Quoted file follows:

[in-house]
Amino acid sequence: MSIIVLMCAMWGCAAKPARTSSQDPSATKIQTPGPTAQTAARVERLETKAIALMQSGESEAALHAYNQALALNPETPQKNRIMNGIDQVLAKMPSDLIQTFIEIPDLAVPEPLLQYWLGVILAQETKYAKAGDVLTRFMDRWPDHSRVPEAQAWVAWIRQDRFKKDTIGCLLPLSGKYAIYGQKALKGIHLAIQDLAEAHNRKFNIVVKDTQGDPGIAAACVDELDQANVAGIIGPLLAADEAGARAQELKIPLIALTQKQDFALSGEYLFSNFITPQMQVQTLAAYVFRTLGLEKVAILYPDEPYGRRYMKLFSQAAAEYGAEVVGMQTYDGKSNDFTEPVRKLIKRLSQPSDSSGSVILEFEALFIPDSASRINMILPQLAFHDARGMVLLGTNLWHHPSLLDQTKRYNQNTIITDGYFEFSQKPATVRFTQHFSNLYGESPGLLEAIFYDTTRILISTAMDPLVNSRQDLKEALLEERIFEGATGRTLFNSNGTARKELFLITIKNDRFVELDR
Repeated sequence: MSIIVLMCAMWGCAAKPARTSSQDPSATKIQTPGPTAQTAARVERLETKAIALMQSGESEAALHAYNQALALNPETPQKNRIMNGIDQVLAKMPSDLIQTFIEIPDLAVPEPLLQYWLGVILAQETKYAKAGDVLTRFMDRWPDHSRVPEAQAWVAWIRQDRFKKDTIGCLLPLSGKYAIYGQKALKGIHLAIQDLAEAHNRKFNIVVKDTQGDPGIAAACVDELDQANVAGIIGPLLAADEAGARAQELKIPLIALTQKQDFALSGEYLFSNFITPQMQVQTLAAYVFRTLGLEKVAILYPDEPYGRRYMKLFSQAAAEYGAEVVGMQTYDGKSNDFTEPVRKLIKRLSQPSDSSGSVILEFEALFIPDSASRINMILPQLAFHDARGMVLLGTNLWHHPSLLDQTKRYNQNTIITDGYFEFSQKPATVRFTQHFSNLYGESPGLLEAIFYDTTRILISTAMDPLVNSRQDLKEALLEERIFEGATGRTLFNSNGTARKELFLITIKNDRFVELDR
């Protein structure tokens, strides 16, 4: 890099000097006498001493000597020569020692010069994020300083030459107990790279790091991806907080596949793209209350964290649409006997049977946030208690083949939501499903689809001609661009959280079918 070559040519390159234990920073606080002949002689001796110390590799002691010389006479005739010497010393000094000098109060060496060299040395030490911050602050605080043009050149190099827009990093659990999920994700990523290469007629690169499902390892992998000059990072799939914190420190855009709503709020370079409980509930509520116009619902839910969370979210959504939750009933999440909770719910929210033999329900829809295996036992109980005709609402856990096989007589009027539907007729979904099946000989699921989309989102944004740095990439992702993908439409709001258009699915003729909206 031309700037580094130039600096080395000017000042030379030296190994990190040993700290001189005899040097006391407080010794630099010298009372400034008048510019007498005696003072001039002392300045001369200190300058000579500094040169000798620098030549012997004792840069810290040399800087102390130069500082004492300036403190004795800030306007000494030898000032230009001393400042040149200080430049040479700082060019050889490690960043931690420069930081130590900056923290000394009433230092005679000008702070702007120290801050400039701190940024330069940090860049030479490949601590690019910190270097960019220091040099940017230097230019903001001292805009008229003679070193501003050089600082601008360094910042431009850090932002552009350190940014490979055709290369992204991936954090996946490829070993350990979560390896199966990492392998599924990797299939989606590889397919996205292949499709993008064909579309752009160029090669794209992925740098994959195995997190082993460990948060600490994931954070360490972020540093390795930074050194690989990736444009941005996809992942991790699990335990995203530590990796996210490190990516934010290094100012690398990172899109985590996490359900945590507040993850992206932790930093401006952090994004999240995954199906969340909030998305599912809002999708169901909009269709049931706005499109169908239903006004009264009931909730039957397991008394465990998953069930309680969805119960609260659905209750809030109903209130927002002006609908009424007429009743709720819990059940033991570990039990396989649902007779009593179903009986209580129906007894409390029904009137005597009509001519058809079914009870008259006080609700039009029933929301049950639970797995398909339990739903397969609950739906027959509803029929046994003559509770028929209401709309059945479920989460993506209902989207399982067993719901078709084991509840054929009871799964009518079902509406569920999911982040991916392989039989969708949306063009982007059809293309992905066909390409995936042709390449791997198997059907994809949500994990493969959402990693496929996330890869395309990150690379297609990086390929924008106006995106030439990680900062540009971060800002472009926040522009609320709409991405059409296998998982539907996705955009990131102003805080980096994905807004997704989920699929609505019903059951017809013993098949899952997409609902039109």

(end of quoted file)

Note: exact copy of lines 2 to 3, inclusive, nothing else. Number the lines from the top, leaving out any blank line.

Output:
Amino acid sequence: MSIIVLMCAMWGCAAKPARTSSQDPSATKIQTPGPTAQTAARVERLETKAIALMQSGESEAALHAYNQALALNPETPQKNRIMNGIDQVLAKMPSDLIQTFIEIPDLAVPEPLLQYWLGVILAQETKYAKAGDVLTRFMDRWPDHSRVPEAQAWVAWIRQDRFKKDTIGCLLPLSGKYAIYGQKALKGIHLAIQDLAEAHNRKFNIVVKDTQGDPGIAAACVDELDQANVAGIIGPLLAADEAGARAQELKIPLIALTQKQDFALSGEYLFSNFITPQMQVQTLAAYVFRTLGLEKVAILYPDEPYGRRYMKLFSQAAAEYGAEVVGMQTYDGKSNDFTEPVRKLIKRLSQPSDSSGSVILEFEALFIPDSASRINMILPQLAFHDARGMVLLGTNLWHHPSLLDQTKRYNQNTIITDGYFEFSQKPATVRFTQHFSNLYGESPGLLEAIFYDTTRILISTAMDPLVNSRQDLKEALLEERIFEGATGRTLFNSNGTARKELFLITIKNDRFVELDR
Repeated sequence: MSIIVLMCAMWGCAAKPARTSSQDPSATKIQTPGPTAQTAARVERLETKAIALMQSGESEAALHAYNQALALNPETPQKNRIMNGIDQVLAKMPSDLIQTFIEIPDLAVPEPLLQYWLGVILAQETKYAKAGDVLTRFMDRWPDHSRVPEAQAWVAWIRQDRFKKDTIGCLLPLSGKYAIYGQKALKGIHLAIQDLAEAHNRKFNIVVKDTQGDPGIAAACVDELDQANVAGIIGPLLAADEAGARAQELKIPLIALTQKQDFALSGEYLFSNFITPQMQVQTLAAYVFRTLGLEKVAILYPDEPYGRRYMKLFSQAAAEYGAEVVGMQTYDGKSNDFTEPVRKLIKRLSQPSDSSGSVILEFEALFIPDSASRINMILPQLAFHDARGMVLLGTNLWHHPSLLDQTKRYNQNTIITDGYFEFSQKPATVRFTQHFSNLYGESPGLLEAIFYDTTRILISTAMDPLVNSRQDLKEALLEERIFEGATGRTLFNSNGTARKELFLITIKNDRFVELDR